Invoking an arcane law from British colonial rule that makes insulting any religion a crime, a court has jailed two Hindu teachers in southern Bangladesh for making derogatory comments about Islam and the Prophet Mohammed.
The case, according to this report, began when students at Hijla High School in Bagerhat district complained that the assistant teacher of a science class Sunday dismissed the notion that the Koran as the word of Allah and said there was no heaven, magistrate Anwar Parvez said yesterday.
The students, aged 17 to 18, along with others from a nearby, Islamic school became incensed when the high school’s head teacher backed up his colleague. A mob including students, parents and villagers attacked the teachers with sticks, forcing them to lock themselves in a room until police intervened, Parvez said.
The situation went out of control. The mob wanted to take law in their hands.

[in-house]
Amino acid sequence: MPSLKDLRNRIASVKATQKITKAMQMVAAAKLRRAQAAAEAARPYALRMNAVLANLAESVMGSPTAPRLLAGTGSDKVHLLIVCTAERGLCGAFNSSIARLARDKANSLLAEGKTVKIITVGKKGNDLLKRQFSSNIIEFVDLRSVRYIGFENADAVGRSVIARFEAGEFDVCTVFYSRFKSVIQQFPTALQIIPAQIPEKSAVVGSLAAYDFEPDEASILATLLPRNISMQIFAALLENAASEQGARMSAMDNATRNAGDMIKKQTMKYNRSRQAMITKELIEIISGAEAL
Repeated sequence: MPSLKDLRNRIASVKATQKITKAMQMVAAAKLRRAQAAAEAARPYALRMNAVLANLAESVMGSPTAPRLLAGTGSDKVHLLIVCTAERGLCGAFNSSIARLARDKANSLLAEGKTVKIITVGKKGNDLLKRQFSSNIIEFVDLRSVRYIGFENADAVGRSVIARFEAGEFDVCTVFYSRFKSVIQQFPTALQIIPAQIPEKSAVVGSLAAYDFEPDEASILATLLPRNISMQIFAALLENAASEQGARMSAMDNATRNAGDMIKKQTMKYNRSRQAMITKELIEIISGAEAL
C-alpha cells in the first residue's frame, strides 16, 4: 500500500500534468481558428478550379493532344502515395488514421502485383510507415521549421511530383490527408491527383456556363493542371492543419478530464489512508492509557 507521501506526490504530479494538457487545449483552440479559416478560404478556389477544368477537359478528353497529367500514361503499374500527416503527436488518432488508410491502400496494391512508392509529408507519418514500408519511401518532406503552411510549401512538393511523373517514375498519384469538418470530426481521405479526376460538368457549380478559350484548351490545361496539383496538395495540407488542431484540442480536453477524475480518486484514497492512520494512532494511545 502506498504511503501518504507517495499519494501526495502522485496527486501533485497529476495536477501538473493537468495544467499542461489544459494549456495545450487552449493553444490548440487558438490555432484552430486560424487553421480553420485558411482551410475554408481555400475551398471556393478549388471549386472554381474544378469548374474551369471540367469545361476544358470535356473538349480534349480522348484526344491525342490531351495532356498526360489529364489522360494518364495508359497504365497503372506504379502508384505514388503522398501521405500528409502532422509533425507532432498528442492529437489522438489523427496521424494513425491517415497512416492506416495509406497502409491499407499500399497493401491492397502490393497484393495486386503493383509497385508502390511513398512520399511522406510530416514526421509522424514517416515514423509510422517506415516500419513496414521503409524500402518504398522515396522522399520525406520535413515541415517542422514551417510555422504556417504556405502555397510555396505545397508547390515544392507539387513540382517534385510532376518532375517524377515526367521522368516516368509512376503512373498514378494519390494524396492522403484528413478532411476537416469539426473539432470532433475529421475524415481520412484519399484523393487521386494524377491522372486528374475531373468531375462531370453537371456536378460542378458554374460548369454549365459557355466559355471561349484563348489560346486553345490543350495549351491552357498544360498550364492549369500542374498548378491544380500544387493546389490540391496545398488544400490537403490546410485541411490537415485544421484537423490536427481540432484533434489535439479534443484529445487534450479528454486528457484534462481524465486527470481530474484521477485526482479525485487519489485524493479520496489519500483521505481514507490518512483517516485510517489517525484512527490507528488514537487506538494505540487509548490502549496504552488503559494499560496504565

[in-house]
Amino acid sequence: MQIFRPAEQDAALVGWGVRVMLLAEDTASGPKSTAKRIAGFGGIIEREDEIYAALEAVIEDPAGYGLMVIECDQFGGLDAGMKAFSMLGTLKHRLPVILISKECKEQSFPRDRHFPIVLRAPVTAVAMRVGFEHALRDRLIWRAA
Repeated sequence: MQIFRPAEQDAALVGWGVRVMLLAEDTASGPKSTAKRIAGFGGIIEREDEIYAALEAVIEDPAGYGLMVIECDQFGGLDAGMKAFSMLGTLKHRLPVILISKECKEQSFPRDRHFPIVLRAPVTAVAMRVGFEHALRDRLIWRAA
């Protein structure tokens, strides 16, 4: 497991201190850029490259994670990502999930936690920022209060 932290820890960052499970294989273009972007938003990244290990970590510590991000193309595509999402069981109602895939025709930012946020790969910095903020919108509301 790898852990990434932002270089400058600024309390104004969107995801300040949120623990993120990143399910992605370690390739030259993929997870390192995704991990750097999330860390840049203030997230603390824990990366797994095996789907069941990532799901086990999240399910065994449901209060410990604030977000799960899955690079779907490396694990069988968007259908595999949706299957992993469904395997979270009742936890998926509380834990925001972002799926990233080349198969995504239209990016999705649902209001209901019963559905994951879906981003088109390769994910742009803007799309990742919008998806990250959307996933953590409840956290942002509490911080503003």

The magistrate of the quick-ruling court said the assistant teacher pleaded guilty to publicly insulting religion, and the two were sentenced to six months behind bars.
The law against insulting religion, imposed when Britain ruled the Indian subcontinent, is rarely used and aimed at preventing communal clashes and inciting violence.
The Muslim-majority country – politically fractured between secularists and those wanting Islamic rule – has suffering an ongoing wave of deadly attacks on atheist writers, religious minorities and activists over the last two years.
On Monday night, a gang of young men hacked two men to death in Dhaka, including the editor of a gay rights magazine who also worked for the US Agency for International Development.